How can you manage your caregiving role while still maintaining your sobriety?
Being a caregiver of an elderly parent or disabled loved one is never easy. It can be even harder if you are trying to be a caregiver while in recovery. The stress of taking care of another’s needs may be so great at times, it can lead to the desire to drink or use. If not dealt with in healthy ways, caregiving can be a dangerous role that could lead to relapse.
More than fifty million Americans care for a chronically ill, aged, or dis- abled loved one. Deborah, a recovering alcoholic, will be celebrating her birthday on Sunday. She plans to invite her aging mother for dinner because Deborah would feel guilty if she didn’t. But the truth is that Deborah would like to celebrate with her young children and be spared her mother’s litany of ailments and complaints.
“I love her,” says Deborah, “but my mother feels so sorry for herself that it’s hard to be around her a lot. I try to do everything I can for her. I’m constantly taking her to doctors. I have her over for dinner twice a week. I take her shop- ping. But I have a job and a husband, and my children need me. Plus I have my own health problems. It just gets to be too much.”
Love, a sense of commitment, or guilt may thrust you into a caregiving situation. Some take on the caregiving role willingly, others reluctantly. In either case, caregiving can disrupt family life, strain resources, and create emotional chaos. Deborah will need to take extra care of herself and keep working a strong AA program to avoid relapse.
Studies show that family caregivers are more likely than non-caregivers to experience strokes, heart attacks, depression, and anxiety. The stress and isolation brought on by caregiving may lead to feelings of anger, resentment, and grief. Caregivers are also at increased risk for unhealthy behaviors such as overeating and substance use disorders; those recovering from addictions may be at greater risk for relapse. As a recovering person, it can be particularly difficult if you are caring for a parent that never really cared for you while you were growing up.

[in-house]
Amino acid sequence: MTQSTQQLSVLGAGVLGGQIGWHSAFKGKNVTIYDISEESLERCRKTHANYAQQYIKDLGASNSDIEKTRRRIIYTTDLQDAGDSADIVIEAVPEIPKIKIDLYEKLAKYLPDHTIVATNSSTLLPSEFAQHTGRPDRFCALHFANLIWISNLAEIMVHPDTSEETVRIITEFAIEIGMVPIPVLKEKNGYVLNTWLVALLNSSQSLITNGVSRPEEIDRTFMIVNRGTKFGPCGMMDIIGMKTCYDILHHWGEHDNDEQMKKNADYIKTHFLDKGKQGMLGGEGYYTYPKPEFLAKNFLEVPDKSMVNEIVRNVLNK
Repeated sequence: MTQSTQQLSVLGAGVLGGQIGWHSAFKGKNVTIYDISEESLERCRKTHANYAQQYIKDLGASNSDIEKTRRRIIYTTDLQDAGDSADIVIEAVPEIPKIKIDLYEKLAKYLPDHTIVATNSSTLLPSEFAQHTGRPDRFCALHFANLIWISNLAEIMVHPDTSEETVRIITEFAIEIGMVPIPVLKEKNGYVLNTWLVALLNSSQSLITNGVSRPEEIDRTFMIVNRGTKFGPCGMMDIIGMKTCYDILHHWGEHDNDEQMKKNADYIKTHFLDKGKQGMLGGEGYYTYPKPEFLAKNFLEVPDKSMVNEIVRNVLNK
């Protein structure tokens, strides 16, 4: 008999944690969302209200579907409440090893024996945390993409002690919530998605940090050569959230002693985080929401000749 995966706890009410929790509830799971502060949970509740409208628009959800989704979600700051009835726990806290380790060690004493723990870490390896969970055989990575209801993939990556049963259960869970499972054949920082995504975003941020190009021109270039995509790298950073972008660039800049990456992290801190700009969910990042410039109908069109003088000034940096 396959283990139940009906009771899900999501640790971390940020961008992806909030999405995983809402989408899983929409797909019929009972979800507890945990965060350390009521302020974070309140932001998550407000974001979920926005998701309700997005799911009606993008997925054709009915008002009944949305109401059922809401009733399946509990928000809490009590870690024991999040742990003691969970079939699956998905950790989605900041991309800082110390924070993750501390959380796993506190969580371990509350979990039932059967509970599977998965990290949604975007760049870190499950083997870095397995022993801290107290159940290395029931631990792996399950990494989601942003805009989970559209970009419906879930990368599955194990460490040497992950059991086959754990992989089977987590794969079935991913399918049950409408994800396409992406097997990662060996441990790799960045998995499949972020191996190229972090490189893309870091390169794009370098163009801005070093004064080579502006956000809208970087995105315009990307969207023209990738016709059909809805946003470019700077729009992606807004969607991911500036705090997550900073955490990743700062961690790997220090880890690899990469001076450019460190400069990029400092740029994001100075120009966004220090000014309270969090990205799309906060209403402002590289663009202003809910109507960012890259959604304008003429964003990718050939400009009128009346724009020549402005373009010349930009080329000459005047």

While many caregiving situations may develop into an unmanageable bur- den, that doesn’t need to be the case. Caregiving can be a positive experience, one that brings families together during a difficult time. The Twelve Steps can help caregivers let go of the burden of caring for another. Caregivers can find serenity when they come to trust a power greater than themselves with the outcome.
Bob, a recovering addict whose mother died recently, relied on the Serenity Prayer when his mother’s health declined and she alternated between demanding his help and resisting it. “I used to worry about her falling, and sometimes I would get angry when she treated me like I was still nine years old,” he said. “But then I figured, what’s the point? I can’t change her.”
The Serenity Prayer helped Bob deal with his powerlessness: “God, grant me the serenity to accept the things I cannot change, the courage to change the things I can, and the wisdom to know the difference.”
Bob set some boundaries for himself. He learned how to say no without feeling guilty, and he practiced detachment with love. Detachment means respecting the other person’s right to make choices. It is remembering that you cannot control anyone else’s feelings, thoughts, or behavior, and that you are not responsible for them.
Detachment is a delicate matter for caregivers, who must step in when the relative can’t make sound decisions. Assuming the role of parenting your parent can be highly stressful. Detachment means taking care of yourself. Bob saw to it that his mother got good care, but he didn’t let her chronic condition trap him in a life of despair. Between visits, he found ways to relax and enjoy himself.